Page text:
One-Third of New Jersey Businesses Shuttered


MORRIS COUNTY — Recent news reports have spotlighted the destructiveness of Governor Phil Murphy’s emergency COVID-19 executive orders, with many blaming Murphy’s mandates for the closure of one-third of all of New Jersey’s small businesses.

According to data from the New Jersey Business & Industry Association, 28 percent closed by October, following the series of Murphy’s forced shutdowns since March. The Hill weighed in with higher numbers, calculating a 31 percent closure up to November 9, per estimates from

Some businesses have floundered under Murphy’s partial reopening plans, the Governor having recently cracked down again on restaurant and bars, mandating 10:00 p.m. indoor closures and authorizing counties and municipalities to double down with further restrictions. The Governor even limited the number of people allowed in residents’ own homes, to a maximum of 10.

Rescue New Jersey, a not-for-profit and non-partisan group formed to assist New Jersey residents and businesses, has facilitated a lawsuit advocating not only for the plaintiff, but all businesses harmed by Murphy’s violations of the Disaster Control Act.

As part of his edicts, Murphy was mandated – but failed – to establish compensation boards in each county, where businesses and individuals could petition for “reasonable compensation,” in return for the governor’s control over their property in his back-to-back states of emergency. The case against the governor, filed in the Superior Court in September, which originally sought a declaratory judgment compelling him to establish these boards, is currently in the Appellate Division.

The Governor, however, has asked the Appellate Division to deny counsels’ request to expedite the case, to obtain financial relief for the plaintiff’s owner, who already had to close her business in October, because of Murphy’s draconian restrictions.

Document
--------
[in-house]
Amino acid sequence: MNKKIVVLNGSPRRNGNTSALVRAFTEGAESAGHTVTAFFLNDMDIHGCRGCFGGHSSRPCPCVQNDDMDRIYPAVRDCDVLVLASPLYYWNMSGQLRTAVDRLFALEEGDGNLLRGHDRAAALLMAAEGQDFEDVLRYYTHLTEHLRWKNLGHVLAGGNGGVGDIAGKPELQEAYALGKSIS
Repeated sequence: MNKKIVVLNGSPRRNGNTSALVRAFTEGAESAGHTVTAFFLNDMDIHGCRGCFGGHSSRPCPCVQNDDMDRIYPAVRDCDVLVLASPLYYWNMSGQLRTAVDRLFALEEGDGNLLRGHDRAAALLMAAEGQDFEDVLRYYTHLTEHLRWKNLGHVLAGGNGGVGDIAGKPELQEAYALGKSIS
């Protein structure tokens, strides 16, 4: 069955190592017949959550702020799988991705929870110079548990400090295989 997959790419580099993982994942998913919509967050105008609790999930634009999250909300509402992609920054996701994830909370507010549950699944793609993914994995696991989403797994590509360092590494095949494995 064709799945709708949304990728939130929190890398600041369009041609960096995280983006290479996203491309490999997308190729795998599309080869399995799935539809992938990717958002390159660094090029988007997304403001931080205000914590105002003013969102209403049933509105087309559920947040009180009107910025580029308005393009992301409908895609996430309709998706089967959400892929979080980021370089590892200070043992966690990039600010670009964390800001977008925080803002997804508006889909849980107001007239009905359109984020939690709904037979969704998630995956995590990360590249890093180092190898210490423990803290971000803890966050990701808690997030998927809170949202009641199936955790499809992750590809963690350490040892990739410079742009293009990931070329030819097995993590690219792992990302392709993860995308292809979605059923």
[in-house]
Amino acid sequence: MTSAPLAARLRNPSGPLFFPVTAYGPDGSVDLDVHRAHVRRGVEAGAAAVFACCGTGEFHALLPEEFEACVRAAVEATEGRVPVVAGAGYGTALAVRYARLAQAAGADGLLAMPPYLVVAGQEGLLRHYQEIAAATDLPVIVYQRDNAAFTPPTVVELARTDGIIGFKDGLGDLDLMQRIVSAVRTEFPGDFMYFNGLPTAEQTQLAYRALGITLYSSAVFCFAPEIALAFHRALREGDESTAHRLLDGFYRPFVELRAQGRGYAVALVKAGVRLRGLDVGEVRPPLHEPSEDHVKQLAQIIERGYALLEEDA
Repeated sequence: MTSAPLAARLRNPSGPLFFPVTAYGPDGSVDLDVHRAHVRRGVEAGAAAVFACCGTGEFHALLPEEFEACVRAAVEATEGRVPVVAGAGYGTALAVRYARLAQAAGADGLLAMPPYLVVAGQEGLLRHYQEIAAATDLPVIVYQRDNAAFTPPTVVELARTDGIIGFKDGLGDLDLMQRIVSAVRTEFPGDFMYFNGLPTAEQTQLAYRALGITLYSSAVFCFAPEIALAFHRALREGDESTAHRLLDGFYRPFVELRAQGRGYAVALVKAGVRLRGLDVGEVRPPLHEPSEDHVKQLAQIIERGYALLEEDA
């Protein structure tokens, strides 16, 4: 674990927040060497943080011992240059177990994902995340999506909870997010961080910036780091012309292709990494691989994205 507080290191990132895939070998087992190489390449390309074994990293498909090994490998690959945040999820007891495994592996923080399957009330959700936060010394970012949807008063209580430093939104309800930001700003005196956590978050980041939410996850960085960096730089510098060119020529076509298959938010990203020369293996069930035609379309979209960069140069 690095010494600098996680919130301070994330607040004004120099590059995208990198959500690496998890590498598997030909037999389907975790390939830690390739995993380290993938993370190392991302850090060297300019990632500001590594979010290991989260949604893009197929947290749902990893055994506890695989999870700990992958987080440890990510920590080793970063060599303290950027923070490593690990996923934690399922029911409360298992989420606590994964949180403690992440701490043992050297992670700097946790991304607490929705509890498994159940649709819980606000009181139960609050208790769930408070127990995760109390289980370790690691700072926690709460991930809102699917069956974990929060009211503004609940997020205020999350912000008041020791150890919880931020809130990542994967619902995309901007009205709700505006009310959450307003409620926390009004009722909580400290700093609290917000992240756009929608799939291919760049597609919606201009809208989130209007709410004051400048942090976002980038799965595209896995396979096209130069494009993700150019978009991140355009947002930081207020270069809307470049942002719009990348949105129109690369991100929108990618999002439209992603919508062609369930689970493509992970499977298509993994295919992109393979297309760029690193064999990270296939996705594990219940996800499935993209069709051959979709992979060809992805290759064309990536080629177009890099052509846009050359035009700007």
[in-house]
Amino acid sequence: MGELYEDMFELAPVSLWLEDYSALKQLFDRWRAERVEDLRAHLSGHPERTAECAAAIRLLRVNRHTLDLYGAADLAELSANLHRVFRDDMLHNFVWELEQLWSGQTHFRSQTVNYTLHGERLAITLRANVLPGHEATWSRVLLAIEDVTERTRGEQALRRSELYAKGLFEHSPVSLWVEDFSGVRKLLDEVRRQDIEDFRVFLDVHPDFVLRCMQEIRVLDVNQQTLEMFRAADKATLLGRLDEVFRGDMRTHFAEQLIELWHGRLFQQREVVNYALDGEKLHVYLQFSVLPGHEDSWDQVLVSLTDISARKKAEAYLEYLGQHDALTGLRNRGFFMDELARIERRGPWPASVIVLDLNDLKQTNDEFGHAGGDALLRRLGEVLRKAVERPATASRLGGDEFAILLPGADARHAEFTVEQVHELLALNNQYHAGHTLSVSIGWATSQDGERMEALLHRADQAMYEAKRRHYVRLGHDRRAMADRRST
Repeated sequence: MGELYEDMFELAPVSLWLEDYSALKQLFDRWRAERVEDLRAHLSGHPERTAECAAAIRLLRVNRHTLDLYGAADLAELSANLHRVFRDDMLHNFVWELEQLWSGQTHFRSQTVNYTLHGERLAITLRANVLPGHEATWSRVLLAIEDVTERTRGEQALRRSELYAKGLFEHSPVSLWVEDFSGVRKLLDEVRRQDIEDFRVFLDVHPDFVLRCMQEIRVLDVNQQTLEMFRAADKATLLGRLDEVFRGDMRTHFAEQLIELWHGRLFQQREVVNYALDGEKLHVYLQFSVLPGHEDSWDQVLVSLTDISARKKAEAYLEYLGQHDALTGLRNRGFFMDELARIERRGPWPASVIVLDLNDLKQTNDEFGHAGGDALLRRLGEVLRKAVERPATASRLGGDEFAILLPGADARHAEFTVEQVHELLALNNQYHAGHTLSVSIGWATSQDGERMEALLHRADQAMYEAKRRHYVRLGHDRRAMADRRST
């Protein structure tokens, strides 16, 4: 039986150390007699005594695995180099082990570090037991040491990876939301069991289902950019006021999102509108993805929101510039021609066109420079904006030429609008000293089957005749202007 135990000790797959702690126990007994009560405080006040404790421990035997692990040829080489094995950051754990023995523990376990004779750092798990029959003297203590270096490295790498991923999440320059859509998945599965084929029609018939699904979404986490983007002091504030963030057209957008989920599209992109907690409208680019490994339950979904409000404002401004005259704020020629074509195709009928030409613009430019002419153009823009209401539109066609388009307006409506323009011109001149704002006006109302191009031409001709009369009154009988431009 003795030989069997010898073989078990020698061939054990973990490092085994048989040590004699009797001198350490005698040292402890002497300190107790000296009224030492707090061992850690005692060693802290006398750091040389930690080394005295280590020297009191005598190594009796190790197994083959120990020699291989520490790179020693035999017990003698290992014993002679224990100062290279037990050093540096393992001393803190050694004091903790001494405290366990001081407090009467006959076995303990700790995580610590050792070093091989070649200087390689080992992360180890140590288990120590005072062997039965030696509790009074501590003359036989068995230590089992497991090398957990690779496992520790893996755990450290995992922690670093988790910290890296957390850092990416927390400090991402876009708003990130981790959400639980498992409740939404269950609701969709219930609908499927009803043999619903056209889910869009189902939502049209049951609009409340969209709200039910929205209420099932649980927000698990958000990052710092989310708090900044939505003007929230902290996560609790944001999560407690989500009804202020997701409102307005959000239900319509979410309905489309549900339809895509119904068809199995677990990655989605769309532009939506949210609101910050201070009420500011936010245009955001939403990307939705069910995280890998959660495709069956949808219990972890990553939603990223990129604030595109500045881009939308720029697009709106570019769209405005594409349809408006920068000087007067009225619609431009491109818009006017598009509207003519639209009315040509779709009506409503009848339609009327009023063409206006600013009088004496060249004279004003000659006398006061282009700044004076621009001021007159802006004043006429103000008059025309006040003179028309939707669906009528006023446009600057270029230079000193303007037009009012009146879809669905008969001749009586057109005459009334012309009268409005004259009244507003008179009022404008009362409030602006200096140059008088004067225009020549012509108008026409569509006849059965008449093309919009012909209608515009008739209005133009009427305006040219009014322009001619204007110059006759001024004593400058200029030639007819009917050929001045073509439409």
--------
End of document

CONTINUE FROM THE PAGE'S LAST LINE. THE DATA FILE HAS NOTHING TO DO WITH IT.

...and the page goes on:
CKO Franklin

“This ongoing and escalating tragedy underscores the urgency of the lawsuit we’ve brought on behalf of JWC Fitness, LLC and its owner, Darlene Pallay, to obtain the reasonable compensation due by law to businesses injured by the Governor’s decrees,” said Robert W. Ferguson, Esq.

Ferguson, of the of the law firm of Stern, Kilcullen and Rufolo, LLC of Florham Park and Catherine M. Brown, Esq., of Denville, filed the suit for Pallay, a Sussex County business owner who operated CKO Kickboxing Franklin, under her LLC.

“Our claims are straightforward: the emergency powers exercised by the Governor to order business shutdowns and other restrictions require the state to compensate those individuals and businesses whose property has been impaired by those orders,” Ferguson continued. “But despite the state’s clear and unambiguous obligation to compensate affected property owners, the Governor’s lawyers, sadly but not unexpectedly, have opposed requests to expedite our case so that those who have complied with the Governor’s orders may obtain some redress for the disproportionate costs they’ve borne on behalf of the public.”

“I am proud of the role that Rescue New Jersey has taken in advocating for those who have been left behind, such as Mrs. Pallay, in the Governor’s haphazard response effort to COVID,” said Donald Dinsmore, Esq., Rescue New Jersey’s chairman.

Court briefs have described Pallay as “a law-abiding, taxpaying citizen of this State,” who helped to support her family over the last decade with her business,” including her three young children. Pallay received Congressional recognition for “COVID-related activities that benefitted her community,” according to court documents.

“The defendant [Murphy] called upon all of us to comply with his executive orders for the good of the greater, general welfare,” the Appellate brief stated. “Plaintiff’s owner Mrs. Pallay did as she was ordered. But defendant asked her to give much more to the general welfare than most, her livelihood from a business she has built up over 10 years, and ultimately, the business itself.”

The brief further outlined Pallay’s debts to her commercial landlord and other creditors, which accrued as a result of her inability to operate under the restrictions.

For more information about Rescue New Jersey and this case click here.